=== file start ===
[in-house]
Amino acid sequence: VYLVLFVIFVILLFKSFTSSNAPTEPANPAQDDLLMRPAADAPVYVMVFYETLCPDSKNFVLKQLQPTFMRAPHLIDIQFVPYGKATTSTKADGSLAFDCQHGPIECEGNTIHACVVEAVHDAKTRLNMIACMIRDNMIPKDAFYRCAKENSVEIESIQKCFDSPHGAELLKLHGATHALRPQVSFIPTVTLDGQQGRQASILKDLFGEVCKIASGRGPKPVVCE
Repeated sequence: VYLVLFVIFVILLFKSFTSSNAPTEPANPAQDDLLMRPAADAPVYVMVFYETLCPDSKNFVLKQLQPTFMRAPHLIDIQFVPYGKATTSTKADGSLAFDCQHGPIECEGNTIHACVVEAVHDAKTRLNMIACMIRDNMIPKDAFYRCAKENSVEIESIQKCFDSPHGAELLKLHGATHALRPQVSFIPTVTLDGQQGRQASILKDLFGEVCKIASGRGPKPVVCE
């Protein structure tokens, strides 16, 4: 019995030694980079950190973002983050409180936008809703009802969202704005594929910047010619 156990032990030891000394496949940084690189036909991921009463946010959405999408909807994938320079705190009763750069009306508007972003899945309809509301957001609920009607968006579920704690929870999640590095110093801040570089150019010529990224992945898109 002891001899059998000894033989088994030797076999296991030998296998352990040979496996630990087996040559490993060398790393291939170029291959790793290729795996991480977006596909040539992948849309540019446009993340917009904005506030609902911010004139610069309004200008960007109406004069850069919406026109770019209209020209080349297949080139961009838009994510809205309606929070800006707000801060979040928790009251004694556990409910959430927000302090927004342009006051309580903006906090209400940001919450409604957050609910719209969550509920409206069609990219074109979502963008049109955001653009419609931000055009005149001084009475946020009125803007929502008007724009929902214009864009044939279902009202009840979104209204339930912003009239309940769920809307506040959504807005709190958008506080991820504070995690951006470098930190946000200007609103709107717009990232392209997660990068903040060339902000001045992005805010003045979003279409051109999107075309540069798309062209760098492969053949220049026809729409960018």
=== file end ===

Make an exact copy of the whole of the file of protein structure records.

[in-house]
Amino acid sequence: VYLVLFVIFVILLFKSFTSSNAPTEPANPAQDDLLMRPAADAPVYVMVFYETLCPDSKNFVLKQLQPTFMRAPHLIDIQFVPYGKATTSTKADGSLAFDCQHGPIECEGNTIHACVVEAVHDAKTRLNMIACMIRDNMIPKDAFYRCAKENSVEIESIQKCFDSPHGAELLKLHGATHALRPQVSFIPTVTLDGQQGRQASILKDLFGEVCKIASGRGPKPVVCE
Repeated sequence: VYLVLFVIFVILLFKSFTSSNAPTEPANPAQDDLLMRPAADAPVYVMVFYETLCPDSKNFVLKQLQPTFMRAPHLIDIQFVPYGKATTSTKADGSLAFDCQHGPIECEGNTIHACVVEAVHDAKTRLNMIACMIRDNMIPKDAFYRCAKENSVEIESIQKCFDSPHGAELLKLHGATHALRPQVSFIPTVTLDGQQGRQASILKDLFGEVCKIASGRGPKPVVCE
């Protein structure tokens, strides 16, 4: 019995030694980079950190973002983050409180936008809703009802969202704005594929910047010619 156990032990030891000394496949940084690189036909991921009463946010959405999408909807994938320079705190009763750069009306508007972003899945309809509301957001609920009607968006579920704690929870999640590095110093801040570089150019010529990224992945898109 002891001899059998000894033989088994030797076999296991030998296998352990040979496996630990087996040559490993060398790393291939170029291959790793290729795996991480977006596909040539992948849309540019446009993340917009904005506030609902911010004139610069309004200008960007109406004069850069919406026109770019209209020209080349297949080139961009838009994510809205309606929070800006707000801060979040928790009251004694556990409910959430927000302090927004342009006051309580903006906090209400940001919450409604957050609910719209969550509920409206069609990219074109979502963008049109955001653009419609931000055009005149001084009475946020009125803007929502008007724009929902214009864009044939279902009202009840979104209204339930912003009239309940769920809307506040959504807005709190958008506080991820504070995690951006470098930190946000200007609103709107717009990232392209997660990068903040060339902000001045992005805010003045979003279409051109999107075309540069798309062209760098492969053949220049026809729409960018």